Why you shouldn’t use Google Page Speed Insights to measure your website quality

Screenshot of the landing page of Google Page Speed Insights showing where to input the your website's domain name.

In this article, I’ll be discussing why Google Page Speed Insights is not an accurate way of determining the quality of your site. And why many other tests are more accurate than Page Speed Insights, and how they will help you get a better understanding of your site’s health.

It’s important to know how Google Page Speed Insights work and what they are testing for you to understand if they are the best method for you or not.

What are Google PageSpeed insights?

Google Page Speed Insights is a tool made by Google that allows you to measure the performance of your website. They test in real-time and provide scores based on a perceived user experience with your website. The higher the score, the better experience users will have when navigating through it.

The speed index is a number between 0 and 100, which indicates how quickly a site loads on the average browser.

They also tell you how well your website performs compared to performance metrics they feel provide a good user experience. It provides you with some tips and advice for speeding up your site. 

Most of them are actionable and an excellent basis to improve upon. Still, there’s much more behind the testing metrics than what you see on the screen.

Why the Google Page Speed Insights are incorrect?

Google Page Speed Insights shows results based on two devices. Your desktop version of your website, and a mobile one.

The test run on the desktop version shows more or less how your site will be seen by a user who visits from their laptop or desktop computer with generally good internet speeds.

The tests run on a mobile device will show how your site performs when accessed from a smartphone or tablet, usually with slower speeds and fewer resources.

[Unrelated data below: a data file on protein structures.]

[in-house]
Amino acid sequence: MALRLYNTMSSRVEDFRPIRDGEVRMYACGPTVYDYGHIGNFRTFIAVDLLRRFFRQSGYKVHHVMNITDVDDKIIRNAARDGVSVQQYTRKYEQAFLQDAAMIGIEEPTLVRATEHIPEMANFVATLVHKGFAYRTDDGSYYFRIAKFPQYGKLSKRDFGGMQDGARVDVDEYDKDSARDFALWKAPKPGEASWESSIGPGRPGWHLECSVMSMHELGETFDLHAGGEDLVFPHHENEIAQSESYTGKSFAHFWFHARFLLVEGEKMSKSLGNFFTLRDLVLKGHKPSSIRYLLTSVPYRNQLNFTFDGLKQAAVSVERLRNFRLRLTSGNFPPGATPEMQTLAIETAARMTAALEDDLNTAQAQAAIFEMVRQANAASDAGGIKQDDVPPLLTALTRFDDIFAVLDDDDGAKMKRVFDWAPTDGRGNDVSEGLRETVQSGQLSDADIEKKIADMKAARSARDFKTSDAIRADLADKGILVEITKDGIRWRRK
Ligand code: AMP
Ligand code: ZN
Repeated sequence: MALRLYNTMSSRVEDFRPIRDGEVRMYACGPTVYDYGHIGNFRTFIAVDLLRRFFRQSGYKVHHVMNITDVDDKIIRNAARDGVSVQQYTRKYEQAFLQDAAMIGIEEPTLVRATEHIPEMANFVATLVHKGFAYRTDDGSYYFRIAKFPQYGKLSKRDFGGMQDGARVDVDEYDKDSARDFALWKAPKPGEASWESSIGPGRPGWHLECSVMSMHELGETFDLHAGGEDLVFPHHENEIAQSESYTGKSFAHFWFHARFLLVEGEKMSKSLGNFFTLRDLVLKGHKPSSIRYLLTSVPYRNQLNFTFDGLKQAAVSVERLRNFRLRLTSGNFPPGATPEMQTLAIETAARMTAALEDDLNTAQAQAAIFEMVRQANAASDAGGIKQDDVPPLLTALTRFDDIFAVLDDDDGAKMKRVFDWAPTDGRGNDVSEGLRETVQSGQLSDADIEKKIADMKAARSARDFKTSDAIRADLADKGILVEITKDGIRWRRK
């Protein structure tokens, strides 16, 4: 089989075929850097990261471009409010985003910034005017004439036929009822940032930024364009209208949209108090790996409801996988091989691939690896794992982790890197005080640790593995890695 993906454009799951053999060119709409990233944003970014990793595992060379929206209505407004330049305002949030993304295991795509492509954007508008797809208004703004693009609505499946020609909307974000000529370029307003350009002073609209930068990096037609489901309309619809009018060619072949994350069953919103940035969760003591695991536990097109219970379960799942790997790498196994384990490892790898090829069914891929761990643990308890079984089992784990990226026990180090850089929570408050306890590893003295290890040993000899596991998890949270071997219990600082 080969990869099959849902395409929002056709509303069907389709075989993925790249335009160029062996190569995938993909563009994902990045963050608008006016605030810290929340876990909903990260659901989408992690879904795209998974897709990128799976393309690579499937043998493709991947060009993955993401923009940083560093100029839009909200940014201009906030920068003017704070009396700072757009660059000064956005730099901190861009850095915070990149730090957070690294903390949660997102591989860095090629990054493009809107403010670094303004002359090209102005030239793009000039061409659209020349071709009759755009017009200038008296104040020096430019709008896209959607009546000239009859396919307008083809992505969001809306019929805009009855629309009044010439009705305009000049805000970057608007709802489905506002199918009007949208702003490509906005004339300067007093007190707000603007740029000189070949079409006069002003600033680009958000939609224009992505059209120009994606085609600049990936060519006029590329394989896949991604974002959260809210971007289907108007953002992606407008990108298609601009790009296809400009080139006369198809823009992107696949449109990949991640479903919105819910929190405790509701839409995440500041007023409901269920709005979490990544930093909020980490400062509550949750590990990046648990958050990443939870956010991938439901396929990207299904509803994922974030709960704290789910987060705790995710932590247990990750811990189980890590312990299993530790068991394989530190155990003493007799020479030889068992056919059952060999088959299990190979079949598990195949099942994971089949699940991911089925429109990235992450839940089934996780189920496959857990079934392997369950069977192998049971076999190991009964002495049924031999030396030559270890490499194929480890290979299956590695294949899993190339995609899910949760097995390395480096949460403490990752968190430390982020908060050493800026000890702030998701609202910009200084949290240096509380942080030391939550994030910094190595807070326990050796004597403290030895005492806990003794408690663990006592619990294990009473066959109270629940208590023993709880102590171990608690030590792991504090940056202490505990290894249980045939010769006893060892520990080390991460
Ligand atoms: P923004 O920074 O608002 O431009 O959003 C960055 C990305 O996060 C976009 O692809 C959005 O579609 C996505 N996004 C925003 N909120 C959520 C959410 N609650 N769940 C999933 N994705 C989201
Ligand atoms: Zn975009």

The problem lies within their mobile test.

This mobile test is being performed on a throttled 3G network which is rarely used in a modern digital world. Most use the Googles test to check their website quickly and have no idea why their websites seem to perform so poorly on mobile.

The desktop score could be in the high 90’s while the mobile version shows just 50% or 60%.

Unless you know how to optimize your website for a 3G network, the chance of you hitting the scores on Google will be pretty much slim to none. Moreover, if you are not working in an area or have customers living in a 3G network, you do not need to look at your mobile device’s Google Page Speed recommendations.

If you could view your site’s score on the existing networks you actually work from, you would see a very different outline for improvement.

How to test your website correctly.

There are a few things you can do to make sure you are testing your website correctly. The GTMetrix test is an excellent place to start and is our preferred system.

It will provide you with various information on how your website performs and is much more accurate based on a real-world environment.

It doesn’t matter how your website performs for countries where you don’t do business and or never will do business. So you should put your focus on what matters most for you.